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Concerns over bicycle racks to be addressed


For weeks students have been receiving warning notes to discourage them
from parking bicycles on poles after the bicycle racks near the Henry
Madden Library entrance were removed.
Esteban Cortez / The Collegian

Students have resorted to locking their bicycles to light poles and handrails after the University Police Department moved two bike racks near the Henry Madden Library entrance.

“It’s a hassle for me,” Jason Wara, a graduate student at Fresno State, said. “I don’t know why they moved those racks. If anything they need more.”

Wara rides his bicycle on campus every day. He has been forced to lock his bicycle to a handrail near the entrance of the library since the movement of the old bicycle racks.

“Those bicycle racks were always packed,” Wara said. “It [would be] helpful to have them placed where they were. I would really like to see them back.”

Wara is not the only student frustrated by the sudden move of the bicycle racks. Associated Students, Inc. president Selena Farnesi said that more than one student at several ASI meetings have brought the issue to the attention of ASI senators.

“There were two students who came to the campus issues meeting and brought the issue to our attention,” Farnesi said. “It’s my understanding that the University Police Department is in charge of traffic and safety and moved [the racks].”

Students attended the campus issues forums with questions as to why the racks had been moved, Farnesi said.

“They wondered why the racks had been moved, and said that having them near the USU was more convenient,” she said. “We are looking into it, and we are interested in responding to the concerns of the students.”

University Police parking administrator Amy Armstrong said that the move of the bike racks was in the best interest of those walking to class.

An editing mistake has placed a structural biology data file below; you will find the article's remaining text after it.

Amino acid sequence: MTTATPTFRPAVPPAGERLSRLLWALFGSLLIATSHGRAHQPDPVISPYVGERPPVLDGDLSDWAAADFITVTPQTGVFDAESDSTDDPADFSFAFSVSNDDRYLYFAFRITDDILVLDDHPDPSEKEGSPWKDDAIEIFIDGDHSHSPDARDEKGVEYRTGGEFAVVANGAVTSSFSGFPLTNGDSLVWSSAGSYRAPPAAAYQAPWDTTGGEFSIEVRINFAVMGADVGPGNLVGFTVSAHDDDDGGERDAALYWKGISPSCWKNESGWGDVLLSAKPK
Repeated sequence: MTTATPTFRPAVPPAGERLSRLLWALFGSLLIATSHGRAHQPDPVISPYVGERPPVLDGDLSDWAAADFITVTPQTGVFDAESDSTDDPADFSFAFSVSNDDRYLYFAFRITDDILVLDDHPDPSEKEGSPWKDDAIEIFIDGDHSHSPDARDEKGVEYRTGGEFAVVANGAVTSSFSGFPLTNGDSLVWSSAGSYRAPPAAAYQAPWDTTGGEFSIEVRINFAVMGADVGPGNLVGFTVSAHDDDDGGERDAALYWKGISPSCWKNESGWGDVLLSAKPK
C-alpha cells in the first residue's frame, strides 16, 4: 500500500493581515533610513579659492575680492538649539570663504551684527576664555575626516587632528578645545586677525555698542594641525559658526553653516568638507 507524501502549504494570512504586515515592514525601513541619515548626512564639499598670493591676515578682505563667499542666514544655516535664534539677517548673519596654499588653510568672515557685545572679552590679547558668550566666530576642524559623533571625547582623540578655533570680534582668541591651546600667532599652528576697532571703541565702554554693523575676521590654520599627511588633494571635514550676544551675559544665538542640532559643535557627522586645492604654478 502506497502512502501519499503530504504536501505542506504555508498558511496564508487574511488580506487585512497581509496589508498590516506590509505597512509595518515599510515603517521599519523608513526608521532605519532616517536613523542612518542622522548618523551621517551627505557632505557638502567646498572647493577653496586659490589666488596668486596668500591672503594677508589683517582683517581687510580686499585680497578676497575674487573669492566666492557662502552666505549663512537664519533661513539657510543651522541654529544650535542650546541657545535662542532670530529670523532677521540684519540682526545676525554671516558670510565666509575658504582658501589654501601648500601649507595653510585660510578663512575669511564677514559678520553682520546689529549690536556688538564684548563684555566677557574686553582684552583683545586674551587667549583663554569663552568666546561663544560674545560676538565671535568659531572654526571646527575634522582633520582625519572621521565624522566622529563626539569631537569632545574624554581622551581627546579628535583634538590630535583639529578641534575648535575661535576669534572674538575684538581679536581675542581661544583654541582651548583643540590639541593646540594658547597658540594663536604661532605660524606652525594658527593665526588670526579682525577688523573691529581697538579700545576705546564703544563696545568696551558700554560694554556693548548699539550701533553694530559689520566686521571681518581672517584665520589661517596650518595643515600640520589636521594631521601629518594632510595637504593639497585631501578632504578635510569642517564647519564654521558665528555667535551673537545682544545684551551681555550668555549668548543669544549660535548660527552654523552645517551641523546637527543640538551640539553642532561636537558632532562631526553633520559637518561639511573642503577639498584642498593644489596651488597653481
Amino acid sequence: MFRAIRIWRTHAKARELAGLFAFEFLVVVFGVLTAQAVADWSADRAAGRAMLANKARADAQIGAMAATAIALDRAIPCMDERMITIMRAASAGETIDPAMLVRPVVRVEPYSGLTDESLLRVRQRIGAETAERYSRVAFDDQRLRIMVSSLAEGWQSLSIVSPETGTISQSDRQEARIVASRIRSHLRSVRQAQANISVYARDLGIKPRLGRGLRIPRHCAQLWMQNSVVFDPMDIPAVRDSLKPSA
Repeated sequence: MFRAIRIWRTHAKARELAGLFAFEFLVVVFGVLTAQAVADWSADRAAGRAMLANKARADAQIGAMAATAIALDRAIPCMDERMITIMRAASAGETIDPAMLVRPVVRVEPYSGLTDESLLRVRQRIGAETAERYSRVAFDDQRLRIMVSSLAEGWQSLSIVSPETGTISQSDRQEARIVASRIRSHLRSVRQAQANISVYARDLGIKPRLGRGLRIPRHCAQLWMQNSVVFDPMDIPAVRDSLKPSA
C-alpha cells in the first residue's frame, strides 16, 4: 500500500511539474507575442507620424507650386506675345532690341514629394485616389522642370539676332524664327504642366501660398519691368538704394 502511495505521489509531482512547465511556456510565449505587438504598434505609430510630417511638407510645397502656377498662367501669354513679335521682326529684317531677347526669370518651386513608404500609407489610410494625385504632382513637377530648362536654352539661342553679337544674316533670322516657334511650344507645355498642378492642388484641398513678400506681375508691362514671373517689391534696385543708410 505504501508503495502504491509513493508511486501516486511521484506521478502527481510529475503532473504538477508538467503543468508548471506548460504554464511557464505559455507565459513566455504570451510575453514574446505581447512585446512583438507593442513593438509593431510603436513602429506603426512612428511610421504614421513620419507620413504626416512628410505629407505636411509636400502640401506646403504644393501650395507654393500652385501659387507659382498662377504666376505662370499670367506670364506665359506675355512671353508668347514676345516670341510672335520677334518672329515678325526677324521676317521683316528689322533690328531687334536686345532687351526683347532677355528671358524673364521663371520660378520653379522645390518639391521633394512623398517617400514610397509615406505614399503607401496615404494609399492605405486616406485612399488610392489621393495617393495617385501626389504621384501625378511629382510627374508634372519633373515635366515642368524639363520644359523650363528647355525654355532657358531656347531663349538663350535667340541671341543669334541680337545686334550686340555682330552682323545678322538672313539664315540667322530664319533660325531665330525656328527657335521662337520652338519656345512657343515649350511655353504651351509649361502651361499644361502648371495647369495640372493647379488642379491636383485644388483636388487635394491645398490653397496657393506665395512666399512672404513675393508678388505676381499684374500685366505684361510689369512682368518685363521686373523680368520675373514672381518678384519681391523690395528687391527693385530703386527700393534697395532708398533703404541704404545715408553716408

“The reason for the relocation of the bike racks from the Free Speech Area is to move towards protecting the area for pedestrians,” Armstrong said. “The Free Speech Area has been identified as the most densely traveled area by pedestrians. Safety measures are being taken to reduce the number of bicycles, scooters and skateboards through that area.”

Armstrong explained that the racks near the front of the library have been moved to various other buildings in the area to accommodate bicyclists.

“Plans are moving forward to create additional bicycle parking just south of the library,” Armstrong said.

She also explained that maintaining the safety of the pedestrians in one of the top priorities of the University Police Department, and additional measures will be implemented to protect those walking through the Free Speech Area.

Armstrong also added that it is important that bicycles are locked to bike racks and bike racks only.

“When bikes are locked to walk rails they can block disabled and emergency access,” Armstrong said.

Some of the racks that were previously in front of the library have been moved to the quad area, which Armstrong says is the closest accessible location for bicyclists to lock their bicycles.

At the next ASI meeting on Wednesday, Oct. 19, someone from the university will be available to discuss the movement of the bike racks, Farnesi said. The meeting will be held at 4 p.m. in the USU, room 312/314.